A recent episode of Running Man guested Patrice Evra, a French soccer player who used to play alongside Park Ji-sung. Evra is the second foreign guest to be featured on Running Man, the first being Jackie Chan. While both guests’ episodes were entertaining, there probably won’t be another foreign guest for a long time.
The most pressing issue when having a foreign guest is the language barrier. Though Jackie Chan spoke a little bit of Korean (from his time living in South Korea) and Evra knew a few phrases, neither could fluently communicate in Korean. Although many of the games featured on the show don’t necessarily need verbal communication, some of the funniest moments come from the cast’s interactions with each other. If the guest and cast cannot easily converse it can interfere with the rapid-fire banter we’ve come to love.
To overcome this barrier, Running Man staff provided Jackie Chan with a translator. Evra, on the other hand, had no translator and had to rely on Park Ji-sung to let him know what was going on. While this allowed Jackie Chan and Patrice Evra to communicate with the cast, it was, at times, burdensome to watch.
That’s not to say that the episodes aren’t enjoyable. However, as funny as these episodes are, more foreign guests probably aren’t going to be invited on the show because it’s just not feasible. Sure, it was reasonable for three episodes but the cons outweigh the pros. With the language barrier, games must rely less on verbal communication and additional time must be taken to translate and explain the games to the guests, resulting in longer production time. Hiring a translator every time isn’t worth it either because a translator must be paid and a recurring translator would cut into the budget.
The biggest reason we won’t see foreign guests for a while, though, is simply because Running Man is a show made and marketed for Koreans. Although Running Man has an extremely large international fan base, the primary market is South Korea. And since Running Man has already cornered the international fanbase, there’s no need to invite foreign guests to try and increase Running Man‘s popularity in that demographic. Not to mention South Korea has plenty of actors, idols, and sports stars; Running Man has no incentive to pick a foreign guest when there are so many famous Koreans to pick from. So why Jackie Chan and Patrice Evra?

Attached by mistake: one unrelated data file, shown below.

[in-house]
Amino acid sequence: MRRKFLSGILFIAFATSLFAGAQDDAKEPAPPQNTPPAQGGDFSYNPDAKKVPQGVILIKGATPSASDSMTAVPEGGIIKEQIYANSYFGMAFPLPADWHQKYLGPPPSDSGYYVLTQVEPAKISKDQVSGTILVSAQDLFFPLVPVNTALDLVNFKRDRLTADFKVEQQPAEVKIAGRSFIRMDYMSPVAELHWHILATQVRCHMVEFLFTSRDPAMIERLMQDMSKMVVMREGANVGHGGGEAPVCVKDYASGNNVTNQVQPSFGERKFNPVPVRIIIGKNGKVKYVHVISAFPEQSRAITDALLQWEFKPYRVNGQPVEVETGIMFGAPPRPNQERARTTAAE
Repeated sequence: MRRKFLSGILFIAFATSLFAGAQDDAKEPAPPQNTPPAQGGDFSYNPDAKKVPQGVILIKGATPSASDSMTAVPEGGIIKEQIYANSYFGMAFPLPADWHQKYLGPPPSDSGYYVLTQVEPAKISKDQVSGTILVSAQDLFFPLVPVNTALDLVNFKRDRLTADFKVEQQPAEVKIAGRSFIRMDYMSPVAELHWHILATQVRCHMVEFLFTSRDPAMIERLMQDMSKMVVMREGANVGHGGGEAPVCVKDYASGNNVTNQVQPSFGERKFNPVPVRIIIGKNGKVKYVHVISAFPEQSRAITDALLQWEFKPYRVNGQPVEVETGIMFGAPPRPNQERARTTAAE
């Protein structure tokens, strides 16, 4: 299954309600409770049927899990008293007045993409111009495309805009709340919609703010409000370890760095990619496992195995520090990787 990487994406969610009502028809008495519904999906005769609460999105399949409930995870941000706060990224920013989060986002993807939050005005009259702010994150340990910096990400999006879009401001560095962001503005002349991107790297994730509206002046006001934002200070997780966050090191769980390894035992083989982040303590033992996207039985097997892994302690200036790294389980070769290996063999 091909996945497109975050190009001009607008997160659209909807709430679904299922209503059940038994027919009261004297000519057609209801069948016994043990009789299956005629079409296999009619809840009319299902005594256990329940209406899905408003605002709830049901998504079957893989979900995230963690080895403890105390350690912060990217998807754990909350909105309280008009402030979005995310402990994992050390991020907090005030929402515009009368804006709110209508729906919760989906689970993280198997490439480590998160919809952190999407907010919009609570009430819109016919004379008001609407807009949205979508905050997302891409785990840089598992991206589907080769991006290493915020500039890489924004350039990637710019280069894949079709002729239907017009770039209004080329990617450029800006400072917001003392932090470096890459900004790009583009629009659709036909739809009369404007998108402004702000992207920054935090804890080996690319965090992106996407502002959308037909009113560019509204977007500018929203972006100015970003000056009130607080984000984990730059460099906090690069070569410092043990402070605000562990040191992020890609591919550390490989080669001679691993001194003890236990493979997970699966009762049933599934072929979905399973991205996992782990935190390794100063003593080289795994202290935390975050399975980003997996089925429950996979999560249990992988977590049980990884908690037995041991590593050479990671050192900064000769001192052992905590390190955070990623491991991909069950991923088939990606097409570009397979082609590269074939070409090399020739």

Jackie Chan is a fairly obvious choice. He’s internationally famous and many people have grown up watching his movies; he’s a childhood idol. For the Running Man cast and staff, having Jackie Chan on the show was like a dream come true. It’s no surprise the cast squealed like fanboys when they saw him. Having someone as renowned as Jackie Chan on Running Man elevated the status of the show and satisfied personal desires to meet him.
Patrice Evra, on the other hand, was there only because of the Asian Dream Cup. The Asian Dream Cup is a charity soccer game hosted by the JS Foundation — Park Ji-sung’s charity organization — and many famous East Asian soccer players participate in the game. Ji-Sung has also invited some of his former teammates from England to play- last year’s Asian Dream Cup Running Man episode saw the guest appearance of Rio Ferdinand, though he was not a full guest. This year Patrice Evra was chosen as a full guest, probably due to his close friendship with Park Ji-sung. But what did Running Man gain from having Evra on the show besides a small ratings bump? I’m not really sure.
Evra managed to fit in well with the cast and I enjoyed the episode much more than usual. And almost everyone seems to agree that the Jackie Chan episodes were extremely entertaining as well. But part of the enamor of these episodes were that they were special; they were a treat that only comes along once in a while. If every other episode featured a foreign guest, Running Man would become tiresome.
Running Man‘s overreliance on guests is starting to become more apparent; there hasn’t been a guest-free episode for the past 15 weeks or so. As the featured guests have often been returning guests, it’s only natural to wonder if Running Man will expand beyond South Korean guests. They’ve done it twice, so why not more? But the truth is that Running Man has no real need to invite foreign guests onto the show. Though ratings have dropped, they’re not in a perilous situation and they’ve already cornered the domestic and international markets. They have no need to spend extra money on translators and foreign guests. Still, a fan can dream.
Who would be your dream Running Man guest?
(SBS, JS Foundation)